Dr Bruce Perry, who formulated the Neuro Sequential Model of Therapeutics, said that "Therapeutic approaches must appreciate the persistent fear state that traumatised children experience and must be directed at the areas of the brain which mediate this alarm fear continuum".

Sensory Attachment Intervention does just this; and aims to repair the traumatised brain from the bottom up.

What does an SAI session look like?

Sensory Attachment Intervention sessions are aimed at helping a child to co-regulate with their parents or carers.

Sessions may use principles from the Sensory Integration approach, and they will always involve the parents or carers in sessions. The child and parent are active participants.

Sessions are video recorded to enable the parents or carer’s to recognise how and when the child becomes dysregulated.

Video feedback sessions are part of the therapy and the therapist will help parents look at the triggers to dysregulation and find strategies to help with calming and achieving a "Just Right State“ together.

SAI helps the child and parent or caregiver experience shared joy and pleasure which plays a large part in strengthening their relationship. Increasing time spent in a regulated state ensures the child has excellent conditions for neuro-developmental growth, healing and recovery.

What to expect from the Assessment?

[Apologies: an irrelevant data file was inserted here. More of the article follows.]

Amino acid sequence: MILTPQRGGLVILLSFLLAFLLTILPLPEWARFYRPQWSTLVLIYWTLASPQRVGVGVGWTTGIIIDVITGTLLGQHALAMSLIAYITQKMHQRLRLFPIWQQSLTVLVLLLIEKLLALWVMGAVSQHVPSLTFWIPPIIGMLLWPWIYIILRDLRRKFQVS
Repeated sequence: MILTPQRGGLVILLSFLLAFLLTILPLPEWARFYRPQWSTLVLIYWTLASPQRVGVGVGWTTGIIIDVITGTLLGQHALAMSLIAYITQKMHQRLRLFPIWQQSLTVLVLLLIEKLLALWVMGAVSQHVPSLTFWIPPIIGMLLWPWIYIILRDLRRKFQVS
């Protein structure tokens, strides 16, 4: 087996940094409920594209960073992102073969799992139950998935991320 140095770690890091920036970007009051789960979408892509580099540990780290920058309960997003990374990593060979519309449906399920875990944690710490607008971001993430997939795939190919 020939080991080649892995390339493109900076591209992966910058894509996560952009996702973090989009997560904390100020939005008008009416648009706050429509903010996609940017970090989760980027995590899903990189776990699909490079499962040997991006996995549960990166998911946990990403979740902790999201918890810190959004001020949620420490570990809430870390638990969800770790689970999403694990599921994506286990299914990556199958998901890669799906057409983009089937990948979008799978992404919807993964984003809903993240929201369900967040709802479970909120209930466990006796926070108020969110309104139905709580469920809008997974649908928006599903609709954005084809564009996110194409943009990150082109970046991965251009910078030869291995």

There are a few stages within the Assessment phase.

It is important to gather as much relevant information about the child and family as possible to inform a therapeutic rationale.

Following this, I will meet with the parent’s or carers and any other health professionals involved in the child’s life, if relevant, to complete a Sensory Arousal and Attachment Profile.

This involves completing a questionnaire about a child's sensory and behavioural responses to various situations such as his or her survival strategies in anxious situations, their sleeping habits, and food preferences, and what the children and carer’s already do to regulate together. What is working well, and what is challenging.

I will also observe the child in relation to their ability to respond to sensory input in all the 8 sensory areas, looking for triggers to dysregulation, as well as any sensorimotor processing SAI involves observation of the child with their parent or care-giver, often as stated with the use of video so that further analysis can be carried out later, and feedback given in a separate session with the parents or caregiver.

What to expect following assessment?

After the full assessment, a plan of intervention is formed, tailored to the child’s individual profile, and to the family’s / caregivers needs.

There will be high importance given to nurturing activities such as deep pressure (proprioceptive) to promote calming, as well as time spent engaging in meaningful fun activities experiencing shared joy and pleasure TOGETHER.

 Many children who have experienced trauma are functioning throughout their day in a ‘high arousal state’. The priority in treatment is, "to facilitate a controlled and regulated response to sensory stimuli and engagement with others" (Bhreathnach 2013).

Intervention will always consider the child’s sensory and motor skills together with the parent child relationship.

We will consider the use of different therapeutic approaches to support improvements in these areas. We may use any of the following approaches, or indeed a combination. These will be discussed with you when it is identified which might be most appropriate.

  • Sensory Attachment Intervention Sessions
  • Just-Right State Children and Parents Programme
  • Group Sessions